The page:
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Grammys 2022: UCLA professor celebrates Afro Latin jazz in nominated album, track

(Maddie Rausa/Daily Bruin)

By Anjika Friedman-Jha

March 28, 2022 9:38 a.m.

This post was updated March 30 at 11:02 p.m.

Arturo O’Farrill is saying goodbye to the past and hello to the future of Afro Latin jazz.

The global jazz studies professor as well as founder and artistic director of the Afro Latin Jazz Alliance is nominated for two Grammy Awards for his recent album “Virtual Birdland” and track “Dreaming in Lions” in the Best Latin Jazz Album and Best Instrumental Composition categories, respectively. “Virtual Birdland” was produced with the ALJA to allow musicians to continue performing during the pandemic, while “Dreaming in Lions” is a chamber piece made in conjunction with Cuban dance company Malpaso to describe a farewell’s emotional processes. Despite having different themes and compositions, O’Farrill said his goal with both albums was to celebrate the heritage of Afro Latin jazz and continue its tradition.

“I wanted to (preserve) a slice of life that was very important to me,” O’Farrill said. “There are a lot of Latinx people that also identify as African as well. It’s a very tricky nuance, and I wanted to provide a framework for which to understand it and display its culture.”

Jazz is derived from the different rhythms of the African continent intersecting with the practices of colonizers during the slave trade, O’Farrill said. This same mixing of sounds also occurred in Cuba and many other Spanish-speaking countries, leading to the creation of Afro Latin jazz. Thus, with “Virtual Birdland,” O’Farrill said the tracks feature musicians from around the world, including Madrid and Kuwait, in order to showcase the nature of jazz as a melding of many influences.

“I do not see disparate streams,” O’Farrill said. “I see one in an ocean of swimming. For me, that’s the biggest thrill of my life. … I am not constrained by anything. I write symphonic works, I write music, and I will not divide – I will not divide and conquer.”

[Related: Arturo O’Farrill creates inclusive community at UCLA through music]

In terms of unity producing one symphony, executive director of ALJA and producer of “Virtual Birdland” Marietta Ulacia said the album features big band jazz, a genre that came close to erasure. Ulacia said due to economic restrictions, most jazz ensembles include only three or four musicians – but ALJA commissioned this album to utilize 18 musicians, including a pianist, bassist, percussionist and horn players. “Virtual Birdland” began production with a rhythm laid down by the bass and drum players with the rest of the musicians recording their parts independently to create a new composition, she said.

“(‘Virtual Birdland’) is different because it documents an era – it documents the pandemic,” Ulacia said. “There was no commercial reason. There was a lot of love behind it.”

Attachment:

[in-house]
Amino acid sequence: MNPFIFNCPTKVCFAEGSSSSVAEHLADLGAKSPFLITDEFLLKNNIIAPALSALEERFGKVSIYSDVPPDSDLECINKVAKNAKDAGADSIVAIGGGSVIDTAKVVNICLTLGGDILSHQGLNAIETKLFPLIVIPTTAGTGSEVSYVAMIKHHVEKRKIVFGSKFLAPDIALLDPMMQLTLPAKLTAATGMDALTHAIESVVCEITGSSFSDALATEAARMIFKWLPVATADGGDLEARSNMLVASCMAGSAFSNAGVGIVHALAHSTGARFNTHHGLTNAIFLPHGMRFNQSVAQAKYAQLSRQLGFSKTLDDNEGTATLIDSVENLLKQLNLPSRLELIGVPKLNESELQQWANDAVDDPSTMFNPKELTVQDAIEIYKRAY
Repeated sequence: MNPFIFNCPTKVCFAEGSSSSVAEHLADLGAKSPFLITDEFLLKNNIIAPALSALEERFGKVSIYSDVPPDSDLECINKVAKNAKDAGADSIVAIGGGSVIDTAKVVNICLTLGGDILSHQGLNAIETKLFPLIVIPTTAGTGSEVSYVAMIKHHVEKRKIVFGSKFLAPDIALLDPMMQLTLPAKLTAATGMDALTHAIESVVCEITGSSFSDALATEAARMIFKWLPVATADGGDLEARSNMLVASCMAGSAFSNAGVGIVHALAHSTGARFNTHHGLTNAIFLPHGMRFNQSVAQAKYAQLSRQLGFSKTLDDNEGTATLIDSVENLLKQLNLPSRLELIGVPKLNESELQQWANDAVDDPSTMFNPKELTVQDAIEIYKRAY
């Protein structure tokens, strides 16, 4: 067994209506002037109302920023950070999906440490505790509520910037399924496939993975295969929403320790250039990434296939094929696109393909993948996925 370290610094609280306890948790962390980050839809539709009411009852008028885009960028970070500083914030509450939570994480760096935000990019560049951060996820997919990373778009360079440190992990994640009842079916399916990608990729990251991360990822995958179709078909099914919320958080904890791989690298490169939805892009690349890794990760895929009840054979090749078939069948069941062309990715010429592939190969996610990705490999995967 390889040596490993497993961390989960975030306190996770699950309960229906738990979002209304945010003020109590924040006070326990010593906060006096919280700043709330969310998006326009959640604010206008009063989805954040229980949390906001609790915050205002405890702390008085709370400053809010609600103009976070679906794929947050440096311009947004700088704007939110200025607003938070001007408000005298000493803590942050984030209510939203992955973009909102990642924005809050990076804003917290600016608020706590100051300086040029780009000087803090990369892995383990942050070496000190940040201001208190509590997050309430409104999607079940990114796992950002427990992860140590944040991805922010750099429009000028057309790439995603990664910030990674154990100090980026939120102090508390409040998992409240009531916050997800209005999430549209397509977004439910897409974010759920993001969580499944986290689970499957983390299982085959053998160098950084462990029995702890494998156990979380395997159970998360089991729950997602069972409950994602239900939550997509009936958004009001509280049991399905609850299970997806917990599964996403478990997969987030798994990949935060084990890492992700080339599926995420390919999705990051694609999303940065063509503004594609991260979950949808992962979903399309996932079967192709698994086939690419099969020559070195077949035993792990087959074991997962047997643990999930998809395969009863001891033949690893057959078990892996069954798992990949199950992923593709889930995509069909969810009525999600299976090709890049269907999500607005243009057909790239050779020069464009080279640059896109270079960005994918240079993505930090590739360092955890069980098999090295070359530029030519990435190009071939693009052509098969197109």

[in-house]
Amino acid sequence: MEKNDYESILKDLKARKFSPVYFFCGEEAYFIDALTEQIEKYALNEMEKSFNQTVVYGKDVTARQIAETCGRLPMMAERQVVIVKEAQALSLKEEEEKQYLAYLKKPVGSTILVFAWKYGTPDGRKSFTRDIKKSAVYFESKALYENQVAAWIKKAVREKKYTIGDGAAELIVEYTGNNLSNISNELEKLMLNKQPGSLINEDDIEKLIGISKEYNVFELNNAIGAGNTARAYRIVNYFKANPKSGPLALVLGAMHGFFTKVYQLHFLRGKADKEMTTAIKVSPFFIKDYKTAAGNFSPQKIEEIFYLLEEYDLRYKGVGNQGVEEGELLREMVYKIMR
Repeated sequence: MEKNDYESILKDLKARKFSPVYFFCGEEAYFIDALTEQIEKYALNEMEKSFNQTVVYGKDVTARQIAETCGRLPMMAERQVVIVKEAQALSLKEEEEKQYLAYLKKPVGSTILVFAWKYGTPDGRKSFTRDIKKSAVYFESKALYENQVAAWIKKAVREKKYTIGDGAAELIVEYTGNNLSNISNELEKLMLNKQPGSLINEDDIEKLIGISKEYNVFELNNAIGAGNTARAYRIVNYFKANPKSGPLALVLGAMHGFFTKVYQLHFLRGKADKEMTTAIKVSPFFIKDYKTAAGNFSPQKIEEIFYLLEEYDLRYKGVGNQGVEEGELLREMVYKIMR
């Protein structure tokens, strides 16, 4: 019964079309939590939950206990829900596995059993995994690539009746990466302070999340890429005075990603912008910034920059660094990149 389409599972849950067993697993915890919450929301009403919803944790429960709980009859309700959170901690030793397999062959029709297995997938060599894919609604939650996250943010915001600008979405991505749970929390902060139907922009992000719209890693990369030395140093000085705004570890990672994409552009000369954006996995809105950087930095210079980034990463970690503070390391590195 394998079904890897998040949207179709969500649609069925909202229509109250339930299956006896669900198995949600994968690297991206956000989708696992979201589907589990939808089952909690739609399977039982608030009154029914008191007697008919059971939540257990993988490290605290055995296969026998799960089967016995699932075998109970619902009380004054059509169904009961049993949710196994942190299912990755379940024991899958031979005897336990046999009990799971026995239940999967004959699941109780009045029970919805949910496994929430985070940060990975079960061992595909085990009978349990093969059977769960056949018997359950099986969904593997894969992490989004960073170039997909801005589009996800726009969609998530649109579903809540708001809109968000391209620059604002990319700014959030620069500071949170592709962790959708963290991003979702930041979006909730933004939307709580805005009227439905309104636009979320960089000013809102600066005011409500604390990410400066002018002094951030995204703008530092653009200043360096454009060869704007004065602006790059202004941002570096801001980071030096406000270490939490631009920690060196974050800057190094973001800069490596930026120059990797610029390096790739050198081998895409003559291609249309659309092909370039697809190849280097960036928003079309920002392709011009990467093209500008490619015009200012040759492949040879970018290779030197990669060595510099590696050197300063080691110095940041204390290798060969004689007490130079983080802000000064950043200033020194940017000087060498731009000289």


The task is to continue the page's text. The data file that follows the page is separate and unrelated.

While “Virtual Birdland” was a collaboration by many artists, O’Farrill said he wrote every note of “Dreaming in Lions.” The album is divided into two suites, both of which chronicle the trials of the pandemic and the emotions he endured. O’Farrill said the first suite, “Despedidas,” is based on needing to say goodbye to different people and places in the past year.

Meanwhile, O’Farrill said the second suite, “Dreaming in Lions,” draws from the theme of alienation caused by the pandemic, with the title stemming from an image in Ernest Hemingway’s novel, “The Old Man and the Sea.” He said the book depicts an old man having visions of lions on the beach in an attempt to cope with total isolation. O’Farrill drew parallels between the protagonist’s experience with alienation to the resilience of UCLA’s community in facing the COVID-19 pandemic, he said.

In partnership with Malpaso, O’Farrill said “Dreaming in Lions” is not a narrative work but is rather a work about feelings and coping. He said his other inspiration was to make the record a tribute to the resilience of the Cuban people as they struggled with the turmoil created by the United States embargo. He was inspired by the dancers who still gathered to rehearse and create art in the face of human suffering, he said.

[Related: UCLA mariachi ensemble reunites after months of online rehearsals]

For both “Virtual Birdland” and “Dreaming in Lions,” Andrea Thompson, director of development at ALJA, said the nominations of these Afro Latin jazz albums bring awareness to the genre, which may die out if it is not preserved by new artists. Thompson said the awards are a way to celebrate the genre on a much larger scale than the insular community of ALJA. By combining different rhythms and sensibilities into these two albums, she said O’Farrill is creating and celebrating the distinctly American art form of Afro Latin jazz.

“The significance is that this is a genre that is a byproduct of different communities – in particular, in New York Citycoming together, and this nexus that happened specifically with Black jazz artists, and then Latino artists meeting in the40s and50s,” Thompson said.

O’Farrill said he wants to ensure the longevity of these musicians’ careers, as well as other artists, by funding new commissions through ALJA at a time when artists are unable to perform after years of jazz musicians coming together to create a distinct style. His work is heavily informed by his community as well as his own real-life experiences and emotions, he said.

“I don’t know how to write or make art in the abstract,” O’Farrill said. “It has to touch me in order for me to put it on paper. It has to touch me in order for me to record.”

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Anjika Friedman-Jha
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